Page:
Wednesday, September 18, 2013

Mirror lock-up

I tried a little experiment this evening. Today was quite dull and cool, but the sun came out as I was coming home from work and I noticed quite a collection of flies sunbathing on the shed roof in the garden (Sarcophaga - Flesh Flies, Pollenia - the cluster fly, Calliphora - Blue-bottles and Dasyphora type shiny green muscids). Because it was still coolish, they were quite sluggish and not inclined to move. So I decided to have a go at some piccies. I set up my Canon 100mm Macro on the Canon EOS 60D mounted on a old Olympus focus rail on the Benbo tripod. Here is the same setup (taken on another occasion):

What I wanted to try was comparing shots with and without mirror lock-up to see if it made any noticeable difference. Since everything was setup on a sturdy tripod, the flies were sitting on a solid shed roof, and generally keeping quite still, this seemed a good opportunity to give it a go.

If you haven't come across the mirror lock-up setting before: In an SLR camera, when you press the shutter release, the mirror (which is used to direct light coming in through the lens to the viewfinder) has to flip up out of the way of the shutter before making the exposure. This is what makes most of the noise you hear when you press the release button. When you are using a lot of magnification (as in macro photography or shooting through a long telephoto lens) the vibrations caused by the "mirror slap" as it flips up and hits the roof of the mirror box can cause a degree of what is effectively camera shake and so degrade the image. Enabling the mirror lock-up setting separates the two actions of raising the mirror and releasing the shutter. You have to press the shutter release button (preferably via a remote release!) twice: The first press raises the mirror; then you wait a sufficient time for vibrations from the mirror slap to have damped down before you press the button for the second time to actually release the shutter and take the shot. A couple of seconds is generally reckoned to be enough, although I have seen as long as 8 seconds suggested. On the 60D the mirror lock-up Enable/Disable function is the fifth option on the  "C.Fn III: Autofocus/Drive" menu. (Hint: remember to disable it again afterwards or it can be very disconcerting the next time you use the camera!.)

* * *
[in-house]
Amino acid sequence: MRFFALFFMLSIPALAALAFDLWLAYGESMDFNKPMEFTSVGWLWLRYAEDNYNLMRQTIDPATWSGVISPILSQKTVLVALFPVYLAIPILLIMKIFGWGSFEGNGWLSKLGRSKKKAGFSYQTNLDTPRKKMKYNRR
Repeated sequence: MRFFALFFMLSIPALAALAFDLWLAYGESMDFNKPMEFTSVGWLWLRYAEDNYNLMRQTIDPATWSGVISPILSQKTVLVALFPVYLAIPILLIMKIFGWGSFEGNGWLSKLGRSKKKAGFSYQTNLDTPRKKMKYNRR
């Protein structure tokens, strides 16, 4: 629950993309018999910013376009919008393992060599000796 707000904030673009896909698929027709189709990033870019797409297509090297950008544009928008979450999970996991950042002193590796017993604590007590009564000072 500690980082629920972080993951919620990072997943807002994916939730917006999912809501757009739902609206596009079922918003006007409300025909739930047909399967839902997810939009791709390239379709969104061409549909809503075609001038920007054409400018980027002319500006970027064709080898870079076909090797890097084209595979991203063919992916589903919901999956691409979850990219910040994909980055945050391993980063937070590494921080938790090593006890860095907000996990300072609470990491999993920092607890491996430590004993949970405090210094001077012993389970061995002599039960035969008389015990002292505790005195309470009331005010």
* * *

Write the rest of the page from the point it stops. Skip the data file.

Here is a blue-bottle (Calliphora erythrocephala) busily engaged in one of its favoutite activities - expelling and re-ingesting droplets of saliva (often described as "blowing bubbles"). Exposure: 100 ISO, F16, 1/5 second. It was on the roofing felt of the shed which makes for rather a dark background, so with -1EV exposure compensation. The lens was set to a magnification of 1.5:1 and to Manual focus. I then focussed by moving the camera backwards and forwards using the focus rail. This image is somewhat cropped round the fly, but otherwise straight from the RAW file using UFRaw's default settings and with no additional processing (no sharpening).

I took five shots on these settings with mirror lock-up enabled and another five with it disabled. All shots were taken using a wired remote control to release the shutter. In the case of the mirror lock-up shots, I waited approx 4 seconds (estimated by counting) between the first press to raise the mirror and the second press to release the shutter.

Here are 100% crops of the head and thorax from what I considered by visual inspection to be the sharpest of each set of five.

With mirror lock-up enabled

With mirror lock-up disabled
I reckon there is a discernible difference with the facets of the eye and the fine hairs on the margins of the thorax being slightly clearer in the image taken with mirror lock-up enabled and I think this is pretty typical across all the shots I took.